You can try refinancing your existing car loan so that you have a lower interest rate and smaller payments. If you want to pay it off more quickly, you can shorten the loan's term, or you could increase the amount you are currently paying yourself and pay off the loan faster. You can also lower your car payment by stretching out the refinanced loan for additional years, but you'll also pay more in interest. And, if you have missed payments, you may not qualify for a car loan.

A Few More Tips

Once you find a buyer, go to your car lender with the money. You should have your loan amount, as well as the money from the buyer—only accept cashier checks, money orders, or cash. Your lender will fill out the paperwork to transfer the title to the new owner.

If you need to buy a car to replace the one you are upside down on, find an older car in good condition that only costs you a few thousand dollars. You should be able to find a reliable car in this price range. You can drive this car for a year or two until you get out of debt. This option makes sense because you may not qualify for a car loan if your credit is bad.

Make it a goal to pay cash for your next car. This method is one of the most important things you can do to build financial security and reduce monthly payments necessary to pay down debt.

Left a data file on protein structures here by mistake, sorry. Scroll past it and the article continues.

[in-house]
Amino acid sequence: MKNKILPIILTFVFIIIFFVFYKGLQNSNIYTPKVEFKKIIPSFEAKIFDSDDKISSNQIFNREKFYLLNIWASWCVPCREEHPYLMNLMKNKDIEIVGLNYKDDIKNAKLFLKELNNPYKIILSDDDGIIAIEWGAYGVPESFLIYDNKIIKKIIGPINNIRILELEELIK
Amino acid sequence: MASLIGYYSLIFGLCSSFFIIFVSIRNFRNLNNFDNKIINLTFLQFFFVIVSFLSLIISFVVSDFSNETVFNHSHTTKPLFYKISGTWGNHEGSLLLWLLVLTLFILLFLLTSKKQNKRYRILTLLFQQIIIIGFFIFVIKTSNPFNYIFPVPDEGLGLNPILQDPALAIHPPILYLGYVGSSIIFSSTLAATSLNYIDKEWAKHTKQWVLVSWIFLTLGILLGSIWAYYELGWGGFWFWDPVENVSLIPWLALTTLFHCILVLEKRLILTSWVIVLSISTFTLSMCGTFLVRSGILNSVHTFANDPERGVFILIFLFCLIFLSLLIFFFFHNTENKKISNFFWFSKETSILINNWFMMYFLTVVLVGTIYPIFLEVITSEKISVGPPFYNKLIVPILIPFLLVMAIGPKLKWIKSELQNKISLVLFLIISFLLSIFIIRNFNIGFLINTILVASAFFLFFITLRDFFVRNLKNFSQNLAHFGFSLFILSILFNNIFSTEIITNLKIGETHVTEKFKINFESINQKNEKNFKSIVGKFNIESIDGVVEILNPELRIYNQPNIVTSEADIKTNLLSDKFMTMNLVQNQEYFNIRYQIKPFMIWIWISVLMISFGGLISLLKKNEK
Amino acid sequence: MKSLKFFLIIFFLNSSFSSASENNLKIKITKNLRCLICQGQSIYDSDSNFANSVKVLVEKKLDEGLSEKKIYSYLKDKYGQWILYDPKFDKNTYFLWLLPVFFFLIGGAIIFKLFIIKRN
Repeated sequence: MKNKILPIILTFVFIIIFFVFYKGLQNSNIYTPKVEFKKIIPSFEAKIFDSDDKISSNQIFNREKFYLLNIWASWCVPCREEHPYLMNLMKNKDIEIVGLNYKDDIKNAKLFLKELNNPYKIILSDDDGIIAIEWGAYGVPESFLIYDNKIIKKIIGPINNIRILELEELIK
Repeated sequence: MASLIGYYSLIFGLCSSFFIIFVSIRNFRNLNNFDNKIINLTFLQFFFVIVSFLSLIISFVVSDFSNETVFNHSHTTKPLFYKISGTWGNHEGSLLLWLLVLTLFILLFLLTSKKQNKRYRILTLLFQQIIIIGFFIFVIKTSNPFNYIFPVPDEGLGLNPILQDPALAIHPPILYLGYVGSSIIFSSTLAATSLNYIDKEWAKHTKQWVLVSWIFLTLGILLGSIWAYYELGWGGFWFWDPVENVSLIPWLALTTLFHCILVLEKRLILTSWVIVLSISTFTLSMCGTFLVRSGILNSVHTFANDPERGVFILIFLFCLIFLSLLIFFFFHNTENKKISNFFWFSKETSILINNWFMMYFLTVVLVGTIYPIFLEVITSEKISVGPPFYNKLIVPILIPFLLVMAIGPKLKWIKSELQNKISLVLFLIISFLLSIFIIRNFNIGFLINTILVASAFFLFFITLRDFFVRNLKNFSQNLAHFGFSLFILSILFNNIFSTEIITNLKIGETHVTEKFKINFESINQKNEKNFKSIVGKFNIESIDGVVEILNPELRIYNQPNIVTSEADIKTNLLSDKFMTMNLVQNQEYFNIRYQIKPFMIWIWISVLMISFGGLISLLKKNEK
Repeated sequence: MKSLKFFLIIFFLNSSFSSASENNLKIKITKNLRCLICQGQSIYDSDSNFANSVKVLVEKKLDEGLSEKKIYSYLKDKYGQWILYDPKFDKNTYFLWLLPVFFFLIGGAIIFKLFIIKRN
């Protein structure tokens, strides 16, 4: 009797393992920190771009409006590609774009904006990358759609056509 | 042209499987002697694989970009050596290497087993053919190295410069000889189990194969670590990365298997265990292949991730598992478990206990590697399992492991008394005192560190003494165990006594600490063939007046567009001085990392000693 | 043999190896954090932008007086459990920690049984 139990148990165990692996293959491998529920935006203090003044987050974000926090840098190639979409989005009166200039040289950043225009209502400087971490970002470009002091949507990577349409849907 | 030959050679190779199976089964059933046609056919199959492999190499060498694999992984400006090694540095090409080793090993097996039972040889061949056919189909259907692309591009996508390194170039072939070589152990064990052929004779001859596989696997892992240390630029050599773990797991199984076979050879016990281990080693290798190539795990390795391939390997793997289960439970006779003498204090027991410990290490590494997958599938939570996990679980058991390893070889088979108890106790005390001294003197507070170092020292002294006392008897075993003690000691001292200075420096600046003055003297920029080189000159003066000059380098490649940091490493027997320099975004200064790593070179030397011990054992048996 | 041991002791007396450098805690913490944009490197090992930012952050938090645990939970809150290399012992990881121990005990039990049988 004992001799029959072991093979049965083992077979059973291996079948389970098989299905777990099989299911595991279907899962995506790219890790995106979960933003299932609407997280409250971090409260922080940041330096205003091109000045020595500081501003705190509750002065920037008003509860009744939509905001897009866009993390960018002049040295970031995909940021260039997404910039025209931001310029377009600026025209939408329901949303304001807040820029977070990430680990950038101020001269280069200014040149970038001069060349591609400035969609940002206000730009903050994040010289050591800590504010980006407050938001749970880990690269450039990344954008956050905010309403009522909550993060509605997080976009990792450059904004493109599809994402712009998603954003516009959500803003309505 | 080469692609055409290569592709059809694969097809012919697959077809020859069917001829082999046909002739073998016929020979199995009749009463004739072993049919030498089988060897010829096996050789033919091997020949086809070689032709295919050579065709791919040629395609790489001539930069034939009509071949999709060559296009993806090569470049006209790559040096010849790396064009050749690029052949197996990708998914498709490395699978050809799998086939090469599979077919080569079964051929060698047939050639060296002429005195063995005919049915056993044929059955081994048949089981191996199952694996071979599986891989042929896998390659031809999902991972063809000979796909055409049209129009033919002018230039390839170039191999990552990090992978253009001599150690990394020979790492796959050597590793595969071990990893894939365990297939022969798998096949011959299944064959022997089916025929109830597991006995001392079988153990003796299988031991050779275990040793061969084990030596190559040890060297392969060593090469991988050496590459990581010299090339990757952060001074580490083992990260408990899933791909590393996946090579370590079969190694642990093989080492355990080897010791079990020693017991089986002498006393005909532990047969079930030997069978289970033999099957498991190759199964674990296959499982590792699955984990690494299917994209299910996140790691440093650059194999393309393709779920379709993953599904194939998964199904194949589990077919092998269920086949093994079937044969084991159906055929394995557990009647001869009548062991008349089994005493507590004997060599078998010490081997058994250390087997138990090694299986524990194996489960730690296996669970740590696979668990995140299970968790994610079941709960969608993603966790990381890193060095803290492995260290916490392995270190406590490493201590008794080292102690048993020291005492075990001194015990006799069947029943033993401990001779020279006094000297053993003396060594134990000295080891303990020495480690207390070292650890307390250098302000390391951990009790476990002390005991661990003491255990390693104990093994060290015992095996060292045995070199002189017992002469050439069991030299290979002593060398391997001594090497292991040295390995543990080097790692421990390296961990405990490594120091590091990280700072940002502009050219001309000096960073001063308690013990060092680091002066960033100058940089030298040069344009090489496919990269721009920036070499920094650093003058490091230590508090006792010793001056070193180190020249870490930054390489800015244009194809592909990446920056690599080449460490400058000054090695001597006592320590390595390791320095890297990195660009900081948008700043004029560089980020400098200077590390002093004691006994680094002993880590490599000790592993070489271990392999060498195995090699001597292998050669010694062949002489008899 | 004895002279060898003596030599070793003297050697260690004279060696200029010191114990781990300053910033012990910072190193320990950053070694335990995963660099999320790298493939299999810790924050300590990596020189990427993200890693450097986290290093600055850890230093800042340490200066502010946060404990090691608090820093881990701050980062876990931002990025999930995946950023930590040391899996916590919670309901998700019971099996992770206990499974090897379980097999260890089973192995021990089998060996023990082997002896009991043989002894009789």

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The Balance uses only high-quality sources, including peer-reviewed studies, to support the facts within our articles. Read our editorial process to learn more about how we fact-check and keep our content accurate, reliable, and trustworthy.
  1. Consumer Financial Protection Bureau (CFPB). "What Is Negative Equity in an Auto Loan?"

  2. Consumer Financial Protection Bureau (CFPB). "I Owe More on My Current Loan Than My Current Vehicle is Worth."

  3. Kelly Blue Book. "My Car's Value."

  4. Nationwide. "How to Transfer a Car Title."

  5. Federal Trade Commission Consumer Information. "Auto Trade-Ins and Negative Equity."

  6. Bank of America. "Auto Loan FAQs."

  7. Wells Fargo. "Auto Loan Refinancing."